Softball has a history in our big family

Getting older is not something I have completely wrapped my head around yet. Being over 30 makes me want to cry or maybe its the constant “Mommy, Mommy, Mommy” from my five-year-old son and three-year-old daughter. No matter, my body felt its age after this weekend’s Milano alumni softball game.

Several of my family members, adopted family members and myself organized “Team Lagrone” to play in the tournament. Decked out in our red “Lagrone Reunion” shirts we lost our first game and won our second one and in between had a great time.

My very first turn at bat I actually hit the ball to the outfield. I was so proud. That was until I started to run in a dead sprint (at least as fast as I could run) to first base. My body almost went into to shock right there down the baseline. It was screaming, “What are you doing? We don’t run. Are you crazy? Stopppp!!”

Well they over threw the cut off at third base and I ran to second. When the play was over I asked “where is the oxygen?”

Playing reminded me how much I miss the game of softball and really how much I missed playing. I enjoyed getting to play with my family, but especially my classmate Melissa Montoya. We were on Milano High School’s first ever softball team together and I enjoyed getting to spend time with her on the diamond again.

A special moment for our family came during the opening ceremony’s first pitch. The Milano Athletic Booster Club, who sponsored the event, asked my dad, Claude Lagrone, to throw out the first pitch. He was so excited, as were the rest of us that he was asked.

Dad coached girls summer league T-ball and softball for many years while we were growing up. I played starting in fourth grade and my sister Janie since her first grade year.

Several summers he coached a fast pitch team and a T-ball team in Cameron, was an umpire and also worked shift work at the Santa Fe yard in Temple. We logged many a miles down TX 36 each summer as a family.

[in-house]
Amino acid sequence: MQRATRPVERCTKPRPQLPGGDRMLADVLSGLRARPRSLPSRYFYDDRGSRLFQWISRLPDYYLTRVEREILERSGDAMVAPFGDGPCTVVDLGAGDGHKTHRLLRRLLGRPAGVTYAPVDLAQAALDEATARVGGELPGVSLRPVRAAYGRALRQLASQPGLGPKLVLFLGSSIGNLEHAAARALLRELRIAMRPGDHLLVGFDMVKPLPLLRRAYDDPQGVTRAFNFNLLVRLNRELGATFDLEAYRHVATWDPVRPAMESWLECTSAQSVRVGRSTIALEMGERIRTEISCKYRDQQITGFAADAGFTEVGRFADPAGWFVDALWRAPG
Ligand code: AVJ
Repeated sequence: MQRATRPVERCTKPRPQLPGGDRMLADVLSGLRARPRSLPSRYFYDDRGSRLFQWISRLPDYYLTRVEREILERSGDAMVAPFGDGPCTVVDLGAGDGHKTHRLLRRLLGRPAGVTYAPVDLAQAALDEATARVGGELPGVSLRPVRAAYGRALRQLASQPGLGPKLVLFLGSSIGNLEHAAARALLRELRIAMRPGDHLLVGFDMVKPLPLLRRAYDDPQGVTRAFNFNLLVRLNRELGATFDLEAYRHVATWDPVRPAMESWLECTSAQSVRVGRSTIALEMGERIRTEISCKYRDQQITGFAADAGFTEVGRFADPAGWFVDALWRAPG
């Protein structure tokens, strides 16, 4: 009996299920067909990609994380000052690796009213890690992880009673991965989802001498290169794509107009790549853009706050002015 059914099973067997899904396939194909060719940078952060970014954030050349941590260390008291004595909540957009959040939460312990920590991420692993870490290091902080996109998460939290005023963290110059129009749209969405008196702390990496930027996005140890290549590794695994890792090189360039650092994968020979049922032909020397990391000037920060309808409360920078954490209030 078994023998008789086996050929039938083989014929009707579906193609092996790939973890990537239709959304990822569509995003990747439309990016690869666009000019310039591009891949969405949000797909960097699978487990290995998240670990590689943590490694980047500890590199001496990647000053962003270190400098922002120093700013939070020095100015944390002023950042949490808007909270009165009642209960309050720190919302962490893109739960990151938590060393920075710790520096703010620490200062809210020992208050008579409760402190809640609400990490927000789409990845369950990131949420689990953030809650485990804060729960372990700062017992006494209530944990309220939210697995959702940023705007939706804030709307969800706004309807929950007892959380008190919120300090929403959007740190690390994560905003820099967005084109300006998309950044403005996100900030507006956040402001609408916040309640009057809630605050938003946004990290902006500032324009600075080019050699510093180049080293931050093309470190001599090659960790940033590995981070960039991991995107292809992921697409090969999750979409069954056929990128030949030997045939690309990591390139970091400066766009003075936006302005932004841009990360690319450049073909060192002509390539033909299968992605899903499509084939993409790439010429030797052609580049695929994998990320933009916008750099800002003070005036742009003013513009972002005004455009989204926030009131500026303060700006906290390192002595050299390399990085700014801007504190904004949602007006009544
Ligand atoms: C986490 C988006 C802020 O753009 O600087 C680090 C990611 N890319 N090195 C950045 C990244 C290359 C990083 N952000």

Those are memories I’ll cherish always. I can’t wait until husband Buck gets out of school and we can start that with our children. I hope “Papa” and “Mama Kay” are tagging right along with us.

When Dad threw out the first pitch, several of his kids and grandkids and other family members were behind home plate. The oldest Lagrone grandchild, Zachary Gaston (my now 20-year-old nephew, man how time flies) was in the catcher position to catch the ball.

It was a proud moment for our family. Thank you to the Booster Club for that special memory.


I’m sure everyone in Milano could hear the whoops and yells coming from my brother Chad and sister-in-law Sherry’s house on Tuesday night as we watched the Lady Aggies basketball team win the school’s first ever women’s basketball national title. What an amazing game.

Chad and his youngest daughter Keely were in Dallas when A&M beat Baylor to reach the final four in what was the fourth meeting of the two nationally ranked teams.

This group of A&M basketball players are very special. They have persevered through a lot and have done amazing things for the school’s program. Head coach Gary Blair is a man of class who expects nothing less from his team.

There is a saying in Aggieland that goes something like, “I’ve seen ‘em lose, I’ve seen ‘em win but I’ve never seen them quit.” Those Lady Ags never quit on Tuesday night and that proved to be the difference.

My favorite part was seeing the players give God the glory for the win. They know who to put first. God bless & Gig ‘Em Ags.

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2011-04-07 digital edition

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